INTENT – Why do we teach English?

At Ludham Primary School and Nursery, our English curriculum is designed to develop children’s love of reading, writing and discussion, to enable our pupils to become articulate citizens who can communicate effectively. We aim to ensure that all pupils:

  • develop the habit of reading widely and often, for both pleasure and information
  • develop a wide vocabulary, using their linguistic skills to communicate effectively and coherently
  • write clearly, imaginatively and accurately, adapting their language and style for a range of contexts and purposes
  • be confident when speaking and listening and use discussion to communicate and further their learning in all areas of the curriculum

Our carefully sequenced curriculum ensures progression in and across year groups, providing opportunities to embed and extend children’s learning using oracy as a foundation. Pupils are given opportunities to use and apply the skills they learn across all areas of the curriculum.

Oracy is the ability to articulate ideas, develop understanding and engage with others through spoken language. Through oracy, children develop and deepen their subject knowledge and understanding.The National Curriculum places emphasis upon the importance of the spoken word and regards ‘Fluency in the English language is an essential foundation for success in all subjects.’Using oracy in school supports the pupils to build secure foundations by using discussion to probe and remedy their misconceptions.

Our intent is to focus on the deliberate, explicit and systematic teaching of oracy across the curriculum. Similar to the practice of ‘talk for writing’, we seek to make firm links between speaking, listening, reading and writing, with an emphasis on subject specialist language and cultural capital to set Ludham pupils up for both academic and social success.

IMPLEMENTATION- What do we teach – what does this look like?


From Reception, EYFS and KS1 pupils engage with daily Read Write Inc Phonics sessions, teaching them to read accurately, fluently and with understanding. Every day, pupils learn new sounds and review previous sounds and words; texts are matched to the sounds that they know, ensuring that children are always able to decode the books they are reading. Pupils are assessed every half term and grouped according to their ‘challenge level’ (Ruth Miskin, 2022); regular assessment means that they work through the levels quickly and pupils who might be struggling are quickly identified and interventions put into place. Daily interventions enable pupils to ‘keep up’ rather than ‘catch up’.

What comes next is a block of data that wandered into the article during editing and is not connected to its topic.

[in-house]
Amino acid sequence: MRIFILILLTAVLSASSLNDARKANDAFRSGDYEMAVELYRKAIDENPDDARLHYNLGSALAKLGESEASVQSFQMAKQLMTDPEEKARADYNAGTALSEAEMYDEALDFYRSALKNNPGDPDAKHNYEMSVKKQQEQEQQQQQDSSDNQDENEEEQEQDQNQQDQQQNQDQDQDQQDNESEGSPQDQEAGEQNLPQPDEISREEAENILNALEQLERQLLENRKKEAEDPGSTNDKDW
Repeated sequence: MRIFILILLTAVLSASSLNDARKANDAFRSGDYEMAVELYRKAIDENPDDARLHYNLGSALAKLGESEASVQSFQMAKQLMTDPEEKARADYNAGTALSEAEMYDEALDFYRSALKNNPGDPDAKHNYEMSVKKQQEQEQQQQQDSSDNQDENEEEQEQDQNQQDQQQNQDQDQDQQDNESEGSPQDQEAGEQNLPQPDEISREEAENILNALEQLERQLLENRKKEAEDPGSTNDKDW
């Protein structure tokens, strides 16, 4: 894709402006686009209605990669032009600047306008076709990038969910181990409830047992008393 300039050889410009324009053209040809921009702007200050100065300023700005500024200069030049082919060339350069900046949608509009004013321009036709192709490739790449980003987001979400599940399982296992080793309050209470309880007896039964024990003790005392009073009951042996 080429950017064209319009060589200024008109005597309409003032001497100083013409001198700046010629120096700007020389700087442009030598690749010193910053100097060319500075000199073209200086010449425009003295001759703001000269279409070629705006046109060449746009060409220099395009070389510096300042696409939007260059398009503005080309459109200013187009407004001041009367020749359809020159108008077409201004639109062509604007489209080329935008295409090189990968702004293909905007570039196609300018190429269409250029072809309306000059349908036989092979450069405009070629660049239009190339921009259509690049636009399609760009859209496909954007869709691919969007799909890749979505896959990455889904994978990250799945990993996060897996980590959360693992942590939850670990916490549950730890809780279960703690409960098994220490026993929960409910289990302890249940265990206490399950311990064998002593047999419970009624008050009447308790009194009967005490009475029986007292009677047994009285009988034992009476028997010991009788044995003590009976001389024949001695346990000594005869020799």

Reading and Writing:

In addition to daily phonics sessions for EYFS and KS1 pupils (and daily Speed Sounds Sessions for pupils in lower KS2), our daily English lessons are built around the use of high-quality texts. Exposing pupils to quality literature lies at the heart of our English curriculum and so sequences are planned to ensure pupils are introduced to new and more contemporary texts, as well as including some traditional favourites and archaic classics. Reading and writing skills are taught together, with lessons focusing on different learning throughout the sequence and drawing their learning together through one or more written pieces. Pupils are expected to write every day, across the curriculum, developing the speed and stamina required as they approach secondary education.

Accelerated Reader:

In KS2, Renaissance Star Reading is used as an online assessment of our students’ reading growth. Star Reading indicates the skills each student needs to focus on to meet or exceed expected standards, and is computer-adaptive, meaning that it adapts to each student’s abilities. From the data collected during these assessments, pupils are assigned a ZPD (Zone of Proximal Development), which indicates the range of difficulty level of books a child should read to allow for independent reading. Children are encouraged to read these books at least three times a week at home, and are also listened to by adults at school. Once they have finished a book, they take an online quiz which assesses their comprehension. Star Reader assessments are repeated termly to track progress.

Additionally, children are encouraged to select a ‘free reader’ book, which may be a different level to their ZPD. A range of fiction and non-fiction books are also available on class bookshelves for independent reading.


Fluency is the bridge between decoding and comprehension; at Ludham Primary School and Nursery we explicitly teach fluency to develop children’s ability to read with automaticity (rapid word reading without decoding), accuracy and prosody (expressive, phrased reading). During these sessions, the teacher models the reading of a short text to the children, who listen carefully to expression and phrasing. They then have the opportunity to echo-read the text, practise with their partner, and finally perform the extract themselves if they wish.